Angraecum leonis

Thursday, March 1, 2012

Xanthopan Morgami Praedicta

     Charles Darwin (12 February, 1809 - 19 April, 1882); a naturalist, geologist and a writer.  The father of evolutionary theory writing "On the Origin of Species" which was published in 1859 and to date, one hundred fifty plus years later, is still heavily debated in both the scientific and religious communities.

     Regarding Darwin's orchid, the story goes something like this: during the Holiday season back in 1861, Charles was having dinner with a close friend of his outside of London, England.  At some point prior to or sometime after dinner, they took a stroll through the greenhouse (which were very popular among the rich at the time).  Charles came across an Angraecum sesquipedale in full bloom (blooming time in the northern hemisphere).  He was amazed at the shape, size, fragrance and of course the pristine white of the flower.  This friend had promised Mr. Darwin that he would send him several flowers after the Holidays so that he could take a much closer look at them.
      In January of 1862, Charles received several of the Angcm. sesquipedale flowers that were promised him.  After very close examination of those flowers, he came to the conclusion that a moth, with a proboscis (tongue) of least 9 -10 inches or possibly longer was the pollinator of this particular species.  Charles being a writer, had his findings published.  Almost immediately, he is ridiculed and even laughed at because of his prediction.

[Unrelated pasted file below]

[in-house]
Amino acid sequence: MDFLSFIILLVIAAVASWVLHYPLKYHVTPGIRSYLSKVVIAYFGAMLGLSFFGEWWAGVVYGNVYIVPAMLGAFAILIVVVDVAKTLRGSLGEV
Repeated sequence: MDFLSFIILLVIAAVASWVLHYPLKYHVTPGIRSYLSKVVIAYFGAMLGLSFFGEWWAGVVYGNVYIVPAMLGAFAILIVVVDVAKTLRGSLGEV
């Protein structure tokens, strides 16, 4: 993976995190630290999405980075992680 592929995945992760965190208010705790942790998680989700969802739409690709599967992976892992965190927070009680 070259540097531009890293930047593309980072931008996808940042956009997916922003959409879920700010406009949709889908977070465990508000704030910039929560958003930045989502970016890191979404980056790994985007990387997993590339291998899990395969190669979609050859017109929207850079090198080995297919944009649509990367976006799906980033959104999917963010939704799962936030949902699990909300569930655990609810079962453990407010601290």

However, in 1873, some ten plus years after his prediction, a French botanist, while in Brazil discovers a Giant Sphinx Moth with a proboscis of six inches long.  Many of Charlies critics begin to wonder as to the possibility of Mr. Darwin being right.  After the excitement settles down, everyone falls back into the fact that Charlie was off his rocker.
     Twenty one years after the death of Charles Darwin, another French botanist while in Madagascar discovers a moth with a proboscis of well over twelve inches.  The predicted one actually exists.  It is named Xanthopan Morgami Praedicta (the Predicted One).

Click on the play button to view this video.
     A century and a half later comes the first ever video or film of Darwin's moth.  It was the brain child of the Bug-man.  A kids favorite program on the Animal Planet Network.  The Public Broadcasting System approached him and asked if he would create a segment for the PBS program entitled Nature.  The segment would be included in the episode called "The Deep Jungle". 
     The moth is extremely sensitive to light; flash photography or movie lights would scare the moth from that area not to return.  The Bug-man used a series of Infrared LEDs to light the area and a camera that was sensitive to IR light only (not visible to the naked eye).  The above video is the result of that project.  The first ever visual account of Darwin's moth taking nectar from an Angcm. sesquipedale inevitably pollinating the blooms as it fed from the twelve inch long nectaries.
     It is a shame that Charles Darwin didn't get to realize his prediction.

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